It does make me wonder, though. What makes this or Gone Girl so appealing when I was so negative about Transgressions? I don't think I've had enough time to put my finger on the difference.

Sunday, September 20, 2015

"Notes on a Scandal" by Zoë Heller

What was she thinking?

That's actually the original title of this book; Notes on a Scandal was initially just the subtitle. But once the story was made into a Major Motion Picture, the title of the movie became the title of later editions of the book. (I hear that's often the case.) As much as I hate the thought of a book changing as a result of its movie adaptation, I think this change was a good one.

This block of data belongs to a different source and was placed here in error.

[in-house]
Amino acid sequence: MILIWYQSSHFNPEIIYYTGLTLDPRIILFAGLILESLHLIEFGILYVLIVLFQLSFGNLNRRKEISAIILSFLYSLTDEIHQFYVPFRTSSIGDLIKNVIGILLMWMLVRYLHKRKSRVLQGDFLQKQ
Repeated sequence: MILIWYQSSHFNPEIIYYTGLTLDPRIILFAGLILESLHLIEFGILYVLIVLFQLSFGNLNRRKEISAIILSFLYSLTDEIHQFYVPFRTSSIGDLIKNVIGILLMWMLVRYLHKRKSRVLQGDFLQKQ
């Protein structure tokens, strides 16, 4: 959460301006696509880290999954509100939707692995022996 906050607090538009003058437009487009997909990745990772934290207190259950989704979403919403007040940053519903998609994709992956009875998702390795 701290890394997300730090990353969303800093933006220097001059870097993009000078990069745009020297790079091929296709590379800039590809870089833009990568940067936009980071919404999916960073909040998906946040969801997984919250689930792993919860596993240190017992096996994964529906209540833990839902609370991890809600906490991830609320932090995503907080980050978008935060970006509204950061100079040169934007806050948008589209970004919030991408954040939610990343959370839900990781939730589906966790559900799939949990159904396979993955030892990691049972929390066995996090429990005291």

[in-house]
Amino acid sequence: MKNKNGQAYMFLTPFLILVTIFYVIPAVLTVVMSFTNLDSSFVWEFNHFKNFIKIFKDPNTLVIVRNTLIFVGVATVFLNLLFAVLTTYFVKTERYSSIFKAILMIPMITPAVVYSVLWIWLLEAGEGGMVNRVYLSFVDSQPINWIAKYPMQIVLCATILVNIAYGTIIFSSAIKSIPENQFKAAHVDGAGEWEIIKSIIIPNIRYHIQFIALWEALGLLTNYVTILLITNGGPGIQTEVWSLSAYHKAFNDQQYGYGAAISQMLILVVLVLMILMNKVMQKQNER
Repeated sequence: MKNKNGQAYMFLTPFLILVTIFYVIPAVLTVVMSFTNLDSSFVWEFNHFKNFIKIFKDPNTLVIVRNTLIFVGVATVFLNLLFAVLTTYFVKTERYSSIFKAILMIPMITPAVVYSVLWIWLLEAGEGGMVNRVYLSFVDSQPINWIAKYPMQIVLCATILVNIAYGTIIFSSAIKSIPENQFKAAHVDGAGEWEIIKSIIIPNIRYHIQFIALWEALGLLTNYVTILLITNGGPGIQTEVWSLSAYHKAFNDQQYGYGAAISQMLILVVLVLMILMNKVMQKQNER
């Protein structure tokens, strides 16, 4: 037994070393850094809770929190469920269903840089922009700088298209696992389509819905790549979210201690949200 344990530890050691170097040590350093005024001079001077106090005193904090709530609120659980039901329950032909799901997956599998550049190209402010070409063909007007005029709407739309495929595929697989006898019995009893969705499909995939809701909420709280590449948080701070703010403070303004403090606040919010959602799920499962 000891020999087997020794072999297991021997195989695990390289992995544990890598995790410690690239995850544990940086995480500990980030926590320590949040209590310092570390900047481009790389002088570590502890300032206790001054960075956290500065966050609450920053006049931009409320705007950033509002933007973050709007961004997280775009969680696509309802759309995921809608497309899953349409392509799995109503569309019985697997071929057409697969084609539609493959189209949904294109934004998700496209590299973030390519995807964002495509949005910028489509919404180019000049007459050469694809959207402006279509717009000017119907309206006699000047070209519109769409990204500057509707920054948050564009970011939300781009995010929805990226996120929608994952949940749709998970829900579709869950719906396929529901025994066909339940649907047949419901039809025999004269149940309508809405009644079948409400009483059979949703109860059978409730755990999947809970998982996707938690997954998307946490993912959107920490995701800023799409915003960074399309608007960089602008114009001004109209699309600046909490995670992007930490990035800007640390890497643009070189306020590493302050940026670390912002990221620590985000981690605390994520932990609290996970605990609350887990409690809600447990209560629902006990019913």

Throughout the story, the titular notes are recorded by Barbara, a lonely, obsessive older woman who teaches at the same school as the perpetrator of the scandal: attractive 40-something Sheba who is pursued by a 15-year old student and eventually ends up having an affair with him. And, since all of the information we receive is filtered through Barbara, do we ever really know what Sheba was thinking?

Even if all we get is Barbara's spin on the situation, I think hearing it through a third party was important in allowing the reader to sympathize with Sheba. Barbara was able to humanize the "how could she" element of the teacher/student story that comes up in the news every now and then. I was grudgingly forced to see how she could have finally ended up in a mess, and how it wasn't a simple, cut-and-dried, snap decision. Even so, I never did get rid of the "she shouldn't have" attitude. As the adult in the equation, it was Sheba's job to realize where to draw the line.